The midwife was brilliant. As soon as she had assessed the situation, she went out and got a little bottle of formula. I was really sad that we had resorted to this on our second night, feeling like I wasn’t good enough to provide for my baby and worried that it would continue like that and I wouldn’t be able to breastfeed him. The midwife fed our baby the formula, and he settled straight away. She then sent my husband out of the room with bubba for an hour or so so that I could get some sleep. She assured us that he wouldn’t need feeding again soon, and there was a comfortable sitting room husband could go to. When I woke a couple of hours later, they had returned and were both asleep. It seemed like the formula top-up was a success!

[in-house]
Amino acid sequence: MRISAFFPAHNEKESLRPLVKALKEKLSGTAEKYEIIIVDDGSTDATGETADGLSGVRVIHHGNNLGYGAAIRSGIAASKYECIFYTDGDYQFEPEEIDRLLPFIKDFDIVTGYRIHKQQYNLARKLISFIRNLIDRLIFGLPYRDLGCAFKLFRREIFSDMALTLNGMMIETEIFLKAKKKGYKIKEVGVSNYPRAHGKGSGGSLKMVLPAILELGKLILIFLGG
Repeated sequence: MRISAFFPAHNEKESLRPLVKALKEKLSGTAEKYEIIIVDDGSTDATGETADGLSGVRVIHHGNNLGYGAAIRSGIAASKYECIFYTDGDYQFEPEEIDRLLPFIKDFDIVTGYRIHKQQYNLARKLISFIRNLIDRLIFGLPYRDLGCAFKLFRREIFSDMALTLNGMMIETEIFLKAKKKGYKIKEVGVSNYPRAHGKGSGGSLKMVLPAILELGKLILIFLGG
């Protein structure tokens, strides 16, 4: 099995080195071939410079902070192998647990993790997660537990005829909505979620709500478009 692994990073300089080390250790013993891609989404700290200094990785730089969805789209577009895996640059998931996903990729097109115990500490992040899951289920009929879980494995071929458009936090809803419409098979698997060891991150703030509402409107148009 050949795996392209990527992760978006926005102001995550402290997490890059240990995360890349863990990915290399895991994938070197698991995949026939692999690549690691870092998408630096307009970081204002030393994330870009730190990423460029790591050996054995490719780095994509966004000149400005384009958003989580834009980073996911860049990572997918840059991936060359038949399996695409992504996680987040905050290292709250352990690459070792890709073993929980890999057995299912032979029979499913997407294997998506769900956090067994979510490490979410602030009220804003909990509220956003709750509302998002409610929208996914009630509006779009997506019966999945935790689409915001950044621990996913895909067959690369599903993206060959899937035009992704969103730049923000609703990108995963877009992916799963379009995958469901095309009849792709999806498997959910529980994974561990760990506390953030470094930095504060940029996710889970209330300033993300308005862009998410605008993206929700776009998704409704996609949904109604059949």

Over the first few days at home, we continued to have latching issues. I kept being told how the baby was ‘supposed’ to latch (four points of contact, body in a certain position, etc), but he would grab on before I could position him ‘correctly’. It got to the point where my nipples were cracked and bleeding, and I would cry every feed from the pain. The midwife who came to visit us at home suggested to get some nipple cream and nipple shields. My goodness were they life savers! It still hurt for a while, but I used the shields with every feed, and after a couple of weeks my nipples healed enough that I didn’t need them any more. I don’t know if the cream really does anything, but I used it anyway. Eventually bubba learned to adjust his latch himself, though sometimes I would detach him or adjust his lips myself.